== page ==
Approval was obtained from the University of Michigan's institutional review board for these studies. Informed consent was obtained in accordance with the Declaration of Helsinki.

Cells and culture

All culture media included supplemental penicillin/streptomycin (1% vol/vol), l-glutamine (1% vol/vol), and FBS (10% vol/vol) (Invitrogen, Carlsbad, CA). The human osteosarcoma cell lines MG-63 and SaOS-2 (ATCC, Rockville, MD) were grown in DMEM. Human bone marrow endothelial cells (HBMEs) were grown in RPMI.22 The MC3T3-E1 clone 4 cells were obtained from Dr R. Franceschi (University of Michigan, Ann Arbor, MI) and were maintained in αMEM.23 The human acute myelogenous leukemia cell line KG1a (ATCC) was cultured in IMDM.

HSC isolation

Human LinCD34+ marrow cells were obtained from healthy adult volunteers under a protocol approved by the University of Michigan's IRB. The mononuclear cells were isolated by density separation on Ficoll-Hypaque (specific gravity, 1.077), and lineage depletion was performed using a cocktail of biotin-conjugated antibodies against lineage antigens (CD2, CD3, CD11b, CD14, CD15, CD16, CD19, CD56, CD123, and glycophorin A). Positive immunoselection was performed using a CD34 (QBEND/10) MicroBead kit (Miltenyi Biotec, Auburn, CA). Normal human OBs were obtained by explant outgrowth as described previously.1

Bone marrow cells were flushed from femurs and tibias with Hanks buffered salt solution without calcium or magnesium, supplemented with 2% heat-inactivated calf serum HBSS (Gibco, Grand Island, NY). Cells were triturated and filtered through nylon screen (40 μm; BD Falcon, Bedford, MA) to obtain single-cell suspensions. Cells were incubated first with antibody cocktail of anti-CD150PE (Clone TC15–12F12.2; BioLegend, San Diego, CA), CD48FITC (Clone BCM-1) and CD41FITC (Clone MWReg30), C-kitBIO (Clone 2B8), and Sca-1APC (Clone E13–161.7) for 20 minutes on ice, then rinsed and stained with antibiotin microbeads (Miltenyi Biotec) and streptavidin-APC-Cy7–conjugated secondary antibody for another 20 minutes. Cells were enriched for c-kit+ using an AutoMACS machine (Miltenyi Biotec). The enriched cells were resuspended in 2 mg/mL 7-AAD (eBioscience, San Diego, CA) to discriminate live from dead cells. Only live (7-AAD) cells were included in analyses and sorts. Hematopoietic stem cells were sorted on a FACS Vantage dual laser flow-cytometer (Becton Dickinson, San Jose, CA) by gating on cells that are CD150+CD48CD41Sca-1+C-kit+. In some cases, murine LinSca1+ cells were obtained by first depleting the marrow cells with biotinylated antibodies against CD5, CD45R (B220), CD11b, Gr-1 (Ly-6G/C), and Ter-119 and using antibiotin microbeads (Miltenyi Biotec). Magnetic labeling using an Anti-Sca-1 MicroBead Kit was used for positive immunoselection (Miltenyi Biotec).

Cell blot adhesion and proteomic analysis

Osteosarcoma membrane lysates were run on native gels of lithium dodecyl sulfate polyacrylamide (LDS-PAGE), and blotted to PVDF.20,21 After blocking with 1% BSA, biotin-labeled KGla cells were used to probe the membranes for 2 hours at 37°C. The membranes were then fixed and avidin-HRP and VIP substrate kit used for detection following the manufacturer's directions (Vector Laboratories, Burlingame, CA).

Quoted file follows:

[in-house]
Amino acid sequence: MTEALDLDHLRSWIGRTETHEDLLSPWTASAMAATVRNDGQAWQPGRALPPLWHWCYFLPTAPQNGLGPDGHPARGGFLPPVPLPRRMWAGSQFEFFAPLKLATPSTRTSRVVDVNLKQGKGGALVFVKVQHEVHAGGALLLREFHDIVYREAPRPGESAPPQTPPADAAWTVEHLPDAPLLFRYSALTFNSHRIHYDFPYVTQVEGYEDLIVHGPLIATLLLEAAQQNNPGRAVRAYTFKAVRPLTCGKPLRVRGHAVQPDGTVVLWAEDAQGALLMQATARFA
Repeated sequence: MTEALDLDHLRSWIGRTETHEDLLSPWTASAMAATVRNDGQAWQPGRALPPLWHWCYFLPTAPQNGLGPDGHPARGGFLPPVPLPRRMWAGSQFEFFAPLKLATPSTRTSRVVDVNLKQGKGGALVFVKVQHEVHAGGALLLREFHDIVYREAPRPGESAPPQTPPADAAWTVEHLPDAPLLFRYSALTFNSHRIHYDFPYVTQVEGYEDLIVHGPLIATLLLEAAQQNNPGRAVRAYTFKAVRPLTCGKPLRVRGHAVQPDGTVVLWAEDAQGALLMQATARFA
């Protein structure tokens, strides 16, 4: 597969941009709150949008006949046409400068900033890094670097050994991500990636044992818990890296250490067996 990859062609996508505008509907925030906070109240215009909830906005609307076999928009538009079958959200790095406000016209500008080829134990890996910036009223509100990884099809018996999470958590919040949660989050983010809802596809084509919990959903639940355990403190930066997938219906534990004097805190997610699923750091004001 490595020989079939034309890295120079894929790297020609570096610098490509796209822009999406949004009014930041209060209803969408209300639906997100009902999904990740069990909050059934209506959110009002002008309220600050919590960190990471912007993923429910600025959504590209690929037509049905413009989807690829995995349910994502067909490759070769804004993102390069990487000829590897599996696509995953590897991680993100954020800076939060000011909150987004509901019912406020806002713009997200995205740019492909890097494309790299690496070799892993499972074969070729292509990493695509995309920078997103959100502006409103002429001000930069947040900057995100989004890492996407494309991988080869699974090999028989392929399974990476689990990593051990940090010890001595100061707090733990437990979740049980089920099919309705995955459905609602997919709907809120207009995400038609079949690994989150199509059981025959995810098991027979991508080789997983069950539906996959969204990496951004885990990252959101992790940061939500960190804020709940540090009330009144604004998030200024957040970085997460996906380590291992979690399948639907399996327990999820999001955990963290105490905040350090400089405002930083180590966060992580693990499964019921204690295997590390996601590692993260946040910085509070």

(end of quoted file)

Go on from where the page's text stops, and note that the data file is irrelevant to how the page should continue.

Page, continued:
Replicate blots were used to identify the cell binding bands on LDS-PAGE gels and were purified. The bands were sequenced by mass spectrometry (MS). Spectra were acquired on an Applied Biosystems 4700 Proteomics Analyzer (Foster City, CA) using 4700 Explorer Software (version 1.0, Applied Biosystems). The 4 most intense peaks from each MS spectrum (S/N < 7) were selected for subsequent MS/MS acquisition. Automated database searches were performed using GPS Explorer from Applied Biosystems using Mascot (version 1.8; Matrix Science, London, United Kingdom).

Binding assays

Our lab has previously performed extensive studies with HSCs and OBs using the more traditional adhesion assays.8 We found that HSCs rapidly alter their expression of adhesion molecules upon contact with OBs within the time frame and conditions of most adhesion assays.9 This makes blocking these interactions difficult if not impossible using the conventional assays. Therefore, to find new adhesive molecules, we developed models that limit protein turnover and reduce the interactions to those that occur rapidly before secondary adhesive events are recruited. Cell-cell binding assays were performed cells labeled with 2.5 μg/mL of the lipophilic dye carboxyfluorescein diacetate (CFDA; Molecular Probes, Eugene, OR) in IMDM for 30 minutes at 37°C, and washed in PBS essentially as described in Crean et al.8 Thereafter, the cells were rested for 30 minutes to reduce nonspecific background, and subsequently resuspended in PBS to deliver 105 cells/well in the adhesion assay if available. Adhesion assays were performed in PBS containing Ca+2/Mg+2 where the hematopoietic cells were added to a final reaction volume of 100 μL, the plates were spun at 57g for 5 minutes at 4°C and allowed to incubate for an additional 10 minutes at 4°C. The nonadherent cells were removed in 3 subsequent washes and the remaining fluorescence was quantified in a 96-well fluorescent plate reader. In some cases, the cells were incubated in 10 μg/mL anti-Anxa2 (Clone 5; BD Pharmingen, San Diego, CA), anti–N-cadherin (clone 32; BD BioSystems, San Diego, CA), anti-CD164 (clone N6B6; BD Biosciences, San Jose, CA), anti–Jagged-1 (clone 18 832; R&D Systems, Minneapolis, MN), or MOPC-21 (IgG control; Sigma, St Louis, MO) antibodies for 15 minutes on ice prior to seeding onto the monolayers.